Rollin: The Fall Of The Auto Industry & The Rise Of The Drug Economy In Detroit
Once upon a time, Detroit was the heart of the American Dream. Most of its residents had good Jobs and drove big American-made cars. The world’s most profitable automobile companies thrived in Detroit and this placed the city at the heart of the global economy. Detroit was the place to go if you were looking for a decent job with a great salary. But as the empire of cars began to crumble, jobs evaporated and this once prosperous city was reduced to becoming the crime capital of America. Detroit’s industrial basin started to die by the early 1950s and this left a pool of unemployed men wandering aimlessly down the city streets.
Between 1965 and 1970 violent crime more than doubled in the United States. By the early 1970s Detroit’s crime rate had tripled that of New York and Chicago. Many factors played an important role in this situation, including the Vietnam War and the Civil Rights Movement. But nowhere was the lack of control more evident than in Detroit, Michigan. As the automotive industry faded and Motown Records fled to Los Angeles, crime soared in Detroit reaching levels that had never been seen before.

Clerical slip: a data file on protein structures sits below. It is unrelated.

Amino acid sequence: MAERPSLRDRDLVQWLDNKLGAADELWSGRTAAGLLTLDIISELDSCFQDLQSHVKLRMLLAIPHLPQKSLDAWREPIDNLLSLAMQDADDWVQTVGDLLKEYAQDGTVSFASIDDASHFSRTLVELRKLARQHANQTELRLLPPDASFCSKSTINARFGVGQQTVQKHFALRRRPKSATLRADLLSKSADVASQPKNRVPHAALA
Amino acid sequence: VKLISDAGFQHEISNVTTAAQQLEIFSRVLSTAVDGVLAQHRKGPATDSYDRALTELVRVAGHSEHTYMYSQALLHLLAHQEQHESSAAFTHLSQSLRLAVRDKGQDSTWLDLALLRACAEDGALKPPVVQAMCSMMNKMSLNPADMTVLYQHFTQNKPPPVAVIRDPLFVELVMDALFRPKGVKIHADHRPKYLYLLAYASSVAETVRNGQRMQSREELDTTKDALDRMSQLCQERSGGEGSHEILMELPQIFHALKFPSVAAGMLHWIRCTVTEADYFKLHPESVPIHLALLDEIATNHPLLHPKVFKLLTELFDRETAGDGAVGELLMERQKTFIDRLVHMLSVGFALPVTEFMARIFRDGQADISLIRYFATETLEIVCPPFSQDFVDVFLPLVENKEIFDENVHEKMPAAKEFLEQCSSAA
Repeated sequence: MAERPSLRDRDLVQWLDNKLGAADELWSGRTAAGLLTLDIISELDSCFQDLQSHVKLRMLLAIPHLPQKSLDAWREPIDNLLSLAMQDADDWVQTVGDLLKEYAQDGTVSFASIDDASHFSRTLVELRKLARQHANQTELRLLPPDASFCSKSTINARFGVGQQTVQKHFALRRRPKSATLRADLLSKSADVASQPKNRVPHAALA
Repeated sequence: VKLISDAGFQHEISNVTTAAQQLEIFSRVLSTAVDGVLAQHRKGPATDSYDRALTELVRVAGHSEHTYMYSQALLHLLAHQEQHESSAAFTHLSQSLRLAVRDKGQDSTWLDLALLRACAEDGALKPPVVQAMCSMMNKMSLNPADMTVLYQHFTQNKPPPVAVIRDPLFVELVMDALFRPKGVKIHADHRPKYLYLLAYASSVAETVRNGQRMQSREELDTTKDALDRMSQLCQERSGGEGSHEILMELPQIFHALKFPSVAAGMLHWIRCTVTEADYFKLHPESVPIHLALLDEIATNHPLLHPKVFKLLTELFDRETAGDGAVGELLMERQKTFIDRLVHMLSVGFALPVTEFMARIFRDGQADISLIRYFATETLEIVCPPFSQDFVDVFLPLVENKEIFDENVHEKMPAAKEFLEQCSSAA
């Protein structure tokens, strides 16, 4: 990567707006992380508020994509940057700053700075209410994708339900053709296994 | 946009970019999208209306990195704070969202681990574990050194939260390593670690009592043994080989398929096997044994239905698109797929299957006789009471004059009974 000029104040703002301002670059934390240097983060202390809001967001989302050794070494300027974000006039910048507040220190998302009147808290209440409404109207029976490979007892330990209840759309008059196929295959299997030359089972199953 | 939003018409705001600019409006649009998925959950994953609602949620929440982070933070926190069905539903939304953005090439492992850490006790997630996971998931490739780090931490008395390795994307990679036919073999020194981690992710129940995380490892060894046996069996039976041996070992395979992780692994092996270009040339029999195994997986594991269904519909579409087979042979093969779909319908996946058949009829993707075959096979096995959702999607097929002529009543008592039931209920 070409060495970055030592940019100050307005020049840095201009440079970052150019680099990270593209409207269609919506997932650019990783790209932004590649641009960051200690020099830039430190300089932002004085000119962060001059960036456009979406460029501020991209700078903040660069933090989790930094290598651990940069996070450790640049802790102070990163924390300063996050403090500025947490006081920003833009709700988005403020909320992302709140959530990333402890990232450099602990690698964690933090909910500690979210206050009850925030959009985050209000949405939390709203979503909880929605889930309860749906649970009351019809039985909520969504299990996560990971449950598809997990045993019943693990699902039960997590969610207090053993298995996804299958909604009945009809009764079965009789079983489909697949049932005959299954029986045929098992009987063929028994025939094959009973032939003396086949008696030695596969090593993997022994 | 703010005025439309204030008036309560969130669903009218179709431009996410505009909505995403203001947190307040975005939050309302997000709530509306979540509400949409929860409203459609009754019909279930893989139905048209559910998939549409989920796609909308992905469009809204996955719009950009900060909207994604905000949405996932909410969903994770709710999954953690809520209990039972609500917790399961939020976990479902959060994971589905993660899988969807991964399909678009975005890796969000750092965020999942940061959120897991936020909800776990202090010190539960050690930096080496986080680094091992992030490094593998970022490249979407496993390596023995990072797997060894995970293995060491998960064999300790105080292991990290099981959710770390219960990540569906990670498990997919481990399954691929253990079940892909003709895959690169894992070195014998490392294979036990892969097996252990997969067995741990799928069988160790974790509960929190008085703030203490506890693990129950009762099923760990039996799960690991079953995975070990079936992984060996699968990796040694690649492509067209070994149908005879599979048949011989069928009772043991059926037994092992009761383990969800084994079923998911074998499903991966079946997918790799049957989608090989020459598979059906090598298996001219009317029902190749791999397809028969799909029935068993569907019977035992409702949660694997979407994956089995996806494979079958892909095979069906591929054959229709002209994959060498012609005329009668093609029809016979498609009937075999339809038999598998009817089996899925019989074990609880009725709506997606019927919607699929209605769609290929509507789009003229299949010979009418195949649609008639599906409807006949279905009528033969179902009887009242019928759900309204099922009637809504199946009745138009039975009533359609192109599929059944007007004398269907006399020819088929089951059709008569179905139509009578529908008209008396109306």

A new business— illegal drugs— slowly took over the city’s economy, and thousands watched helplessly as their once prosperous city crumbled and their dreams were flushed down the drain. In 1980 the DEA estimated that drug sales in Detroit exceeded the revenues of Chrysler Motors.
Today Detroit lies in shambles: it is one of the poorest and most violent major city in America. The heart of the American Dream has been shattered. From corrupt narcotics cop Henry Marzett to the infamous Young Boys, Inc, White Boy Rick, and the Best Friends Murder for Hire Gang, listen to the stories of the kingpins and killers that also called Detroit home and who became the Henry Fords and Lee Iacoccas of a new generation. What happens when CEOs and politicians fail in their plans? A tragedy called Detroit.